U3: Data Structures & Iteration


3.1_lists Starting Data Structures¶ So far we have stored data in variables in basically all of our lessons. This is fundamental to programming, but it is be no means the whole story. For example, when we’ve worked with multiple points of data, we’ve stored them in multiple variables, “x”, “y”, “z”, etc. But we can […]

List Answers

3.1_answers 3.1 Answers¶ 1) In one line, create a list called “words” that contains the words in the sentence “I have a dream”. In [4]: # declare a list using the typical syntax words = ["I", "have", "a", "dream"] # print evidence print(words) ['I', 'have', 'a', 'dream'] 2) Change the list so that it says “I […]

Iterating with "for"

3.2_Iteration_for Iterating: the ‘for’ Keyword¶ Now that we have stored our data in a structure, we can proceed to use it as we see fit. If we still have to access each element with a variable one at a time, however, there wasn’t that much point in storing it that way to begin with. This […]

Iterating with 'for' Answer

3.2_answers 1) Iterate through the following list and print everything out. In [4]: # list of ints numbers = [1, 2, 3, 4, 5, 6, 7] # create a for loop to print them all for item in numbers: print(item) 1 2 3 4 5 6 7 2) Iterate through the following list and print out […]

Interlude: Nested conditions & and

3.3int_nested conditionals We introduced compound logic the last lesson when we paired a ‘for’ and an ‘if’. It’s worth noting you can use compound or ‘nested’ logic like this with two if’s as well. I am showing it here because there was already ‘else’ and ‘elif’ to worry about and achieve flexibility when we were […]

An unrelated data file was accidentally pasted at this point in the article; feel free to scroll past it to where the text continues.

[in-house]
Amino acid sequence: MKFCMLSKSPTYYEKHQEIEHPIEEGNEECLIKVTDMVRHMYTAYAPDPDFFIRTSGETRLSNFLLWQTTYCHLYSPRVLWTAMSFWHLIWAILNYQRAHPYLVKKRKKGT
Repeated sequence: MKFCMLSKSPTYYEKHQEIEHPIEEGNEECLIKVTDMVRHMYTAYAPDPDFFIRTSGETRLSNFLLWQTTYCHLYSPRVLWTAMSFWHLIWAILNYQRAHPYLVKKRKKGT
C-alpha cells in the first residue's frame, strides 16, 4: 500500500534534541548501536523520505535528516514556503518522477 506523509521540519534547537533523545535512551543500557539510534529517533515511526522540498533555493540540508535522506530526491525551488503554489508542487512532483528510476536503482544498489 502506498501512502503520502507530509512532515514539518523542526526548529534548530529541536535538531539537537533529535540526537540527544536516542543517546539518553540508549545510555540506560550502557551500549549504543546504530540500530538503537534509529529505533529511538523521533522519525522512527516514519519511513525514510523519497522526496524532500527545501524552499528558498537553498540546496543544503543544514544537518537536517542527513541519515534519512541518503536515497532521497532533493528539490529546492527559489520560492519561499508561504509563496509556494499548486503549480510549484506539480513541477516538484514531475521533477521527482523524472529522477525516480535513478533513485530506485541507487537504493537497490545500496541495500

Paired Data: Dicts

3.4_Dicts Paired Data: Dicts¶ Paired data refers to items that are store together with one as the “key” and one as the “value”. In Python, the data structure used for this is called a ‘dict’ (short for dictionary), because it mirrors the way a dictionary functions: the key is the word, and it is stored […]

Paired Data: Dicts Answers

3.4_answers 1) Create a dict that maps the first 5 letters of the alphabet to the iteger of their order, ie A to 1, B to 2, etc. In [8]: # create a dictionary d = {"A":1, "B":2, "C":3, "D":4, "E":5} 2) There are three parts: Print out all of the keys in the dict from […]

Unit 3 Review

U3_review Lists¶ Lists are declared with [ ] and can store multiple items of the same type. Commas are used to separate them. In [48]: # a list of words from the Joey Bada$$ song I am listening to my_stuff = ["Land", "of", "the", "Free"] Our old standby functions are still with us. In [49]: #len still […]

Unit 3 Problems

U3_problems Q1) You are writing code to calculate the cost of a hot sauce buying rampage. The shopping list is represented by a list, and the prices are stored as name-price entries in a dictionary. If an item is in the cart, but not the dict, assume it is found to be out of stock. […]

Unit 3 Problems Answers

U3_answers Things to consider: Yes, there are repeats in the list. It doesn’t matter for this program, because iterating through the list will result in it counting the repeats. The items in the list are indexed, and the value at each index is passed through in the iteration. Consider the following: In [9]: # a list […]